In 1953, Illinois established the Chicago Regional Port District to coordinate with the opening of the Saint Lawrence Seaway to deep water ships. The Port of Chicago was moved from Navy Pier to Lake Calumet. The lake was converted to a deep water turning basin linked to huge grain elevators, petroleum storage tanks, and public and rail terminals. The port opened to great fanfare in 1958 but never fully realized its expected potential.

In the 1960s and 1970s, the area's industries began to close and the population became dominated by African Americans. The Pullman shops, once the employment center of the area, produced its last car in 1981. Acme Steel employed almost 1,200 workers in 1929 has been shuttered several times. The Sherwin Williams paint factory closed in 1980 and was torn down. In Kensington, Saint Salomea Church, a vestige of European immigrants, now houses the Salem Baptist congregation. In 1998, several precincts in Kensington voted to ban the sale of alcohol making the once famous "Bumtown" dry.

Today[edit]

A look at today's landscape shows over half of Riverdale's area is made up of the water reclamation plant, rail yards, land fills and industrial sites.[8] South of Kensington is the massive Metropolitan Sanitary District's sewage treatment facility north of 130th Street.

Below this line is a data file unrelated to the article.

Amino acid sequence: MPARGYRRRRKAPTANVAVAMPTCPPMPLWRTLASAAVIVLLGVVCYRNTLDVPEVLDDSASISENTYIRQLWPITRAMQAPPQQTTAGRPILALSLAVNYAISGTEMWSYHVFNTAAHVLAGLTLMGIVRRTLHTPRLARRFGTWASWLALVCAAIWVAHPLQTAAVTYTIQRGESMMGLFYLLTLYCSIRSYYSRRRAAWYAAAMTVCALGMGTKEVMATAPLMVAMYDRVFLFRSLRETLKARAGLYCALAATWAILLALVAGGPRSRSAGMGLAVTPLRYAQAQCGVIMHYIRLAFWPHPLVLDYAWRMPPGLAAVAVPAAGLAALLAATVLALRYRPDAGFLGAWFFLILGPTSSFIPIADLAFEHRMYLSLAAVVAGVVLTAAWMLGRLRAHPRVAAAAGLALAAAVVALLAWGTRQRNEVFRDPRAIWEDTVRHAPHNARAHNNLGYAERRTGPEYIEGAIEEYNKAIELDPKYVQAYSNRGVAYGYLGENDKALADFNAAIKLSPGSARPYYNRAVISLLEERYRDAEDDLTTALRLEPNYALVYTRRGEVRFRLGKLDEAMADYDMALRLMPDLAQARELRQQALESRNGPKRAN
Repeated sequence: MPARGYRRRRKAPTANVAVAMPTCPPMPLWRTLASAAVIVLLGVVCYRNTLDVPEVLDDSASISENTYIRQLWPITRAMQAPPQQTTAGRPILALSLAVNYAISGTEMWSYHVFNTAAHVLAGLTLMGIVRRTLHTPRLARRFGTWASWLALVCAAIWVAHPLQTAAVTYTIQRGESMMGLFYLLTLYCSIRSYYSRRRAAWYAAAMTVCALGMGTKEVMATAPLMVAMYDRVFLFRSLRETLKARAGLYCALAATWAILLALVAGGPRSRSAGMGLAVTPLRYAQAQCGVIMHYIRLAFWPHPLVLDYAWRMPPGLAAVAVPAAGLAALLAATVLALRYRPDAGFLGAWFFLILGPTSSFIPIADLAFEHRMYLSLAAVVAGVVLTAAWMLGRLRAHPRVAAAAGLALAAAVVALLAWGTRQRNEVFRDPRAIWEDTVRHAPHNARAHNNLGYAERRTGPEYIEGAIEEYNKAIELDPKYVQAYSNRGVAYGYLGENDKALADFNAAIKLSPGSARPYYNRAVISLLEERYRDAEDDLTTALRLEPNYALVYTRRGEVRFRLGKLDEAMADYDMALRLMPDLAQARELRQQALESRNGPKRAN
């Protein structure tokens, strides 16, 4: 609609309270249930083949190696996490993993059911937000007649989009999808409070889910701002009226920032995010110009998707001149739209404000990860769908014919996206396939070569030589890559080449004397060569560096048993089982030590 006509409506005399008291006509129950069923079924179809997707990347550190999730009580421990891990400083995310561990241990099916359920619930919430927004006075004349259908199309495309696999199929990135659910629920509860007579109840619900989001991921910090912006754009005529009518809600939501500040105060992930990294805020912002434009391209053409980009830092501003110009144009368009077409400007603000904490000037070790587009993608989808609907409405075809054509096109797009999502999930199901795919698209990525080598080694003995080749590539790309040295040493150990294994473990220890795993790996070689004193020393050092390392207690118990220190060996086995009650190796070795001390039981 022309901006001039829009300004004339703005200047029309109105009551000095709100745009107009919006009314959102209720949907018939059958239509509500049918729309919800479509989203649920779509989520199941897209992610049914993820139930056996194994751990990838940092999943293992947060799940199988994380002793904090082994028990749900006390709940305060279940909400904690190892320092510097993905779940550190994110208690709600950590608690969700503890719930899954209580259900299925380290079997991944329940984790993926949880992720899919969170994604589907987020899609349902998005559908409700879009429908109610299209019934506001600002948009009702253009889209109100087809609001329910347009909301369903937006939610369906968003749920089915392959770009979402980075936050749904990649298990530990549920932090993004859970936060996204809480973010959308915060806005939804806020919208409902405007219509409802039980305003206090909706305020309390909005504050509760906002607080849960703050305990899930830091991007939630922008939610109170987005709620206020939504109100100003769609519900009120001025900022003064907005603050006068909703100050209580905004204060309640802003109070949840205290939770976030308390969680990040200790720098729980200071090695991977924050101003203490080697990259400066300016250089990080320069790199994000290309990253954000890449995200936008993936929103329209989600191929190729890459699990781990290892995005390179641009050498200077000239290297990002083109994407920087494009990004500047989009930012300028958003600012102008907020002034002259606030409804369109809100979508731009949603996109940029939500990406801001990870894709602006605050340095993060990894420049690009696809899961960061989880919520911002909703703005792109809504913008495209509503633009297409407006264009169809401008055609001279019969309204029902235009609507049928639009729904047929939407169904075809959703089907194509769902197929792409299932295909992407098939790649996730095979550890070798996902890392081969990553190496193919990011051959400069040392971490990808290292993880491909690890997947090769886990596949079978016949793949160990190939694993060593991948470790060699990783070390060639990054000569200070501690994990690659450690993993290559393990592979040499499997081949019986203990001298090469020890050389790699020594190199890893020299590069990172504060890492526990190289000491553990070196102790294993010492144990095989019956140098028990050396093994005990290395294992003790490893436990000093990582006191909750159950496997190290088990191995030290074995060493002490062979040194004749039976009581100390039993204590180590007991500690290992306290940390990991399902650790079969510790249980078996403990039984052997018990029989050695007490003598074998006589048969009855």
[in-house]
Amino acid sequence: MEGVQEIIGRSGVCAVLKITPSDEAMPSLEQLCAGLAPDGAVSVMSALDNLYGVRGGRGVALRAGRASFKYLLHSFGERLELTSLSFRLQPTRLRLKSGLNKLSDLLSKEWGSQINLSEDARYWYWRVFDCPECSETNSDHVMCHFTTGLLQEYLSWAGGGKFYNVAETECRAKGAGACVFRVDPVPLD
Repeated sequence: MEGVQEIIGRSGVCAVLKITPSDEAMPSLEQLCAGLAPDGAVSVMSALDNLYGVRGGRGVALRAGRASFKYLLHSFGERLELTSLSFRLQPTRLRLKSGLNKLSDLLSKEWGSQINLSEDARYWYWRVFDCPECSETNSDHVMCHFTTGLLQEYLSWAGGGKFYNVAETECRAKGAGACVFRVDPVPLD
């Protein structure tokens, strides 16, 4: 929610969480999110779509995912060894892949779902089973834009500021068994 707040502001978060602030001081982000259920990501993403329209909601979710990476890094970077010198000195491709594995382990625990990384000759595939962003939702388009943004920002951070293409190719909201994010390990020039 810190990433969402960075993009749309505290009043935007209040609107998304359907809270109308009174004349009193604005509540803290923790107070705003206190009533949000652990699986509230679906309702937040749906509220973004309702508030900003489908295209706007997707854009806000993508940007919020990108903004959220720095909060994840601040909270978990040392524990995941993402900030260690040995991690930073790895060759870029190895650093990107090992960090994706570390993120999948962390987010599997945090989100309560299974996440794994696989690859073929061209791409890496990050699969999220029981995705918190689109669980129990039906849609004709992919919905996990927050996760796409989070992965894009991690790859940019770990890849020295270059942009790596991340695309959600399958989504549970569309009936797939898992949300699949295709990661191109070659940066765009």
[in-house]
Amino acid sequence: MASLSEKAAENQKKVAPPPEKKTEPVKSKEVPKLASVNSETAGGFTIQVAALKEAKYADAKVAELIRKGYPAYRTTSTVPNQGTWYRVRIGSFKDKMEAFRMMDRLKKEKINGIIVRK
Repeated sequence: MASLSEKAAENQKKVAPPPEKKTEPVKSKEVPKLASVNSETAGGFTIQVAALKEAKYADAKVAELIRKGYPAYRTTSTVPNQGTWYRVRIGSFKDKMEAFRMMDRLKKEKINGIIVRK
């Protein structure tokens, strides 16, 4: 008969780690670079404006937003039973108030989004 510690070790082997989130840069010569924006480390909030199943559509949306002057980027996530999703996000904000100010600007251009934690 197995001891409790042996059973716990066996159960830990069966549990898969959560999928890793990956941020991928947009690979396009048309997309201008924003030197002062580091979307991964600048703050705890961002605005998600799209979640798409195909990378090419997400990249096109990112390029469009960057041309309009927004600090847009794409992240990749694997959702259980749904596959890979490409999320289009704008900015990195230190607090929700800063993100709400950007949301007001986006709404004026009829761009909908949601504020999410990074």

Between 130th Street and the Calumet River is the Altgeld-Murray housing complex. East of the housing project to the Bishop Ford Expressway is the Beaubien Forest Preserve. South of the Calumet River is mixed residential and commercial area.

In 1990 an approximated 63% of households in Riverdale lived in poverty.[9]

Notes[edit]

  1. ^ Paral, Rob. "Chicago Demographics Data". Retrieved 12 June 2012. 
  2. ^ Marie Rowlands, 1987, Down an Indian Trail in 1849, Darwell Press, Oak Brook, IL Pg. 81
  3. ^ Weston Goodspeed, 1909, History of Cook County, Vol. 2, Pg. 318, Hammond Press, Chicago, IL
  4. ^ Marie Rowlands, 1987, Down an Indian Trail in 1849, Darwell Press, Oak Brook, IL Pg. 58
  5. ^ Community of Kensington, Janice L. Reiff http://www.encyclopedia.chicagohistory.org/pages/688.html
  6. ^ Community of Riverdale, Janice L. Reiff http://www.encyclopedia.chicagohistory.org/pages/1077.html
  7. ^ "Neighborhoods' Deadly Feud Hits Critical Point," Rex W. Huppke, Chicago Tribune, November 15, 2009
  8. ^ "Journey Through Calumet" http://www.fieldmuseum.org/calumet/Riverdale.html
  9. ^ Encyclopaedia Chicago: Riverdale

External links[edit]